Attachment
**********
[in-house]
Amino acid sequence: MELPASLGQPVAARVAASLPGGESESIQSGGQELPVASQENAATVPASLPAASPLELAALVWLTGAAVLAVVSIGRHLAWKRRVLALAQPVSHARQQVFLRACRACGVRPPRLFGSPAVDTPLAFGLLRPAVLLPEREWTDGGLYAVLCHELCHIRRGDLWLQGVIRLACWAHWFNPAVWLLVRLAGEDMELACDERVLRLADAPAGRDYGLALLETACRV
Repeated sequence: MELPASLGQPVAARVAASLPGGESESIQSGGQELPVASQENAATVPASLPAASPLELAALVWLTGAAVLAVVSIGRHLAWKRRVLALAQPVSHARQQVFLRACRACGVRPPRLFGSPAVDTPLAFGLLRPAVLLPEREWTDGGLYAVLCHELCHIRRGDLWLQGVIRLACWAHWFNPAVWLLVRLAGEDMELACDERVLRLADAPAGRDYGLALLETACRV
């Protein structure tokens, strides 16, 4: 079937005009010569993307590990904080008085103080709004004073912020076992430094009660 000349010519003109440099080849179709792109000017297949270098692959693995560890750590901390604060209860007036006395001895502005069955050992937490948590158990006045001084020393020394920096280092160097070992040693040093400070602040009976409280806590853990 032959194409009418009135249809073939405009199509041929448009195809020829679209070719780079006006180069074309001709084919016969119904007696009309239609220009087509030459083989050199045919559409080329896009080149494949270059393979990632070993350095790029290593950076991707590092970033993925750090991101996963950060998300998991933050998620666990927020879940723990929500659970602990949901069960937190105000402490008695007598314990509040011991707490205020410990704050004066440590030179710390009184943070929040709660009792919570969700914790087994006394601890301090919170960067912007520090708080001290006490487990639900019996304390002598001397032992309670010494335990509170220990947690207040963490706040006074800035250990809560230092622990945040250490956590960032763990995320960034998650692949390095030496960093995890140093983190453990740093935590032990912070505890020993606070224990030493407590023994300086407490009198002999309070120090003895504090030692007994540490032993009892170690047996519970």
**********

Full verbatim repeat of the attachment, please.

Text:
[in-house]
Amino acid sequence: MELPASLGQPVAARVAASLPGGESESIQSGGQELPVASQENAATVPASLPAASPLELAALVWLTGAAVLAVVSIGRHLAWKRRVLALAQPVSHARQQVFLRACRACGVRPPRLFGSPAVDTPLAFGLLRPAVLLPEREWTDGGLYAVLCHELCHIRRGDLWLQGVIRLACWAHWFNPAVWLLVRLAGEDMELACDERVLRLADAPAGRDYGLALLETACRV
Repeated sequence: MELPASLGQPVAARVAASLPGGESESIQSGGQELPVASQENAATVPASLPAASPLELAALVWLTGAAVLAVVSIGRHLAWKRRVLALAQPVSHARQQVFLRACRACGVRPPRLFGSPAVDTPLAFGLLRPAVLLPEREWTDGGLYAVLCHELCHIRRGDLWLQGVIRLACWAHWFNPAVWLLVRLAGEDMELACDERVLRLADAPAGRDYGLALLETACRV
């Protein structure tokens, strides 16, 4: 079937005009010569993307590990904080008085103080709004004073912020076992430094009660 000349010519003109440099080849179709792109000017297949270098692959693995560890750590901390604060209860007036006395001895502005069955050992937490948590158990006045001084020393020394920096280092160097070992040693040093400070602040009976409280806590853990 032959194409009418009135249809073939405009199509041929448009195809020829679209070719780079006006180069074309001709084919016969119904007696009309239609220009087509030459083989050199045919559409080329896009080149494949270059393979990632070993350095790029290593950076991707590092970033993925750090991101996963950060998300998991933050998620666990927020879940723990929500659970602990949901069960937190105000402490008695007598314990509040011991707490205020410990704050004066440590030179710390009184943070929040709660009792919570969700914790087994006394601890301090919170960067912007520090708080001290006490487990639900019996304390002598001397032992309670010494335990509170220990947690207040963490706040006074800035250990809560230092622990945040250490956590960032763990995320960034998650692949390095030496960093995890140093983190453990740093935590032990912070505890020993606070224990030493407590023994300086407490009198002999309070120090003895504090030692007994540490032993009892170690047996519970």